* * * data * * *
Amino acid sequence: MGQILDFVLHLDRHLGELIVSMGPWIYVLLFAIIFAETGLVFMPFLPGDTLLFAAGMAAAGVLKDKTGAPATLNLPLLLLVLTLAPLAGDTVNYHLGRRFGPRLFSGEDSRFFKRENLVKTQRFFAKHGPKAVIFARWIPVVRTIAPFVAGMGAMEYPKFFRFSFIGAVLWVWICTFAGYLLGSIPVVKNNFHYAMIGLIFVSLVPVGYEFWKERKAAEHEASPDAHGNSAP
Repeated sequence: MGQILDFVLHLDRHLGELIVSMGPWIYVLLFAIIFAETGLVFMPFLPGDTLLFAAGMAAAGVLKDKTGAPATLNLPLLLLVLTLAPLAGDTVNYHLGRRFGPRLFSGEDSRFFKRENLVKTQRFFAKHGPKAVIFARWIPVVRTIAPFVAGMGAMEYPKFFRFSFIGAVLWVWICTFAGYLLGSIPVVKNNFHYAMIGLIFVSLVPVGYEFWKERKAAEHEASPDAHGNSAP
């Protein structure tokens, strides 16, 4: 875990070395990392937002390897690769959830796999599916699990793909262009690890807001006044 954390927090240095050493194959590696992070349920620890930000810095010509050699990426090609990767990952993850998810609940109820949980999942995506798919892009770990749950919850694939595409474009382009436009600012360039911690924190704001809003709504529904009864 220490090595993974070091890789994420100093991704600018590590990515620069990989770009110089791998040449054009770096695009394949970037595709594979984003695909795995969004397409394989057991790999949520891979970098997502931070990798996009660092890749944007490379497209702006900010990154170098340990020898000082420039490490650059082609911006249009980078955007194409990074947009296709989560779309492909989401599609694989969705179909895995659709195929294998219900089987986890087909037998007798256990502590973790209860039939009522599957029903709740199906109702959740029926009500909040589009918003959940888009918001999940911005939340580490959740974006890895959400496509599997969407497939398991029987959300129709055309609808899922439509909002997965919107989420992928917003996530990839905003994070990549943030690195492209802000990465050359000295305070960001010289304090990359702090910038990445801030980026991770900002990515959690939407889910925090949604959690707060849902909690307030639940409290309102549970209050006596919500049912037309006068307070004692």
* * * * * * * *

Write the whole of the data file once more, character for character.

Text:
Amino acid sequence: MGQILDFVLHLDRHLGELIVSMGPWIYVLLFAIIFAETGLVFMPFLPGDTLLFAAGMAAAGVLKDKTGAPATLNLPLLLLVLTLAPLAGDTVNYHLGRRFGPRLFSGEDSRFFKRENLVKTQRFFAKHGPKAVIFARWIPVVRTIAPFVAGMGAMEYPKFFRFSFIGAVLWVWICTFAGYLLGSIPVVKNNFHYAMIGLIFVSLVPVGYEFWKERKAAEHEASPDAHGNSAP
Repeated sequence: MGQILDFVLHLDRHLGELIVSMGPWIYVLLFAIIFAETGLVFMPFLPGDTLLFAAGMAAAGVLKDKTGAPATLNLPLLLLVLTLAPLAGDTVNYHLGRRFGPRLFSGEDSRFFKRENLVKTQRFFAKHGPKAVIFARWIPVVRTIAPFVAGMGAMEYPKFFRFSFIGAVLWVWICTFAGYLLGSIPVVKNNFHYAMIGLIFVSLVPVGYEFWKERKAAEHEASPDAHGNSAP
């Protein structure tokens, strides 16, 4: 875990070395990392937002390897690769959830796999599916699990793909262009690890807001006044 954390927090240095050493194959590696992070349920620890930000810095010509050699990426090609990767990952993850998810609940109820949980999942995506798919892009770990749950919850694939595409474009382009436009600012360039911690924190704001809003709504529904009864 220490090595993974070091890789994420100093991704600018590590990515620069990989770009110089791998040449054009770096695009394949970037595709594979984003695909795995969004397409394989057991790999949520891979970098997502931070990798996009660092890749944007490379497209702006900010990154170098340990020898000082420039490490650059082609911006249009980078955007194409990074947009296709989560779309492909989401599609694989969705179909895995659709195929294998219900089987986890087909037998007798256990502590973790209860039939009522599957029903709740199906109702959740029926009500909040589009918003959940888009918001999940911005939340580490959740974006890895959400496509599997969407497939398991029987959300129709055309609808899922439509909002997965919107989420992928917003996530990839905003994070990549943030690195492209802000990465050359000295305070960001010289304090990359702090910038990445801030980026991770900002990515959690939407889910925090949604959690707060849902909690307030639940409290309102549970209050006596919500049912037309006068307070004692």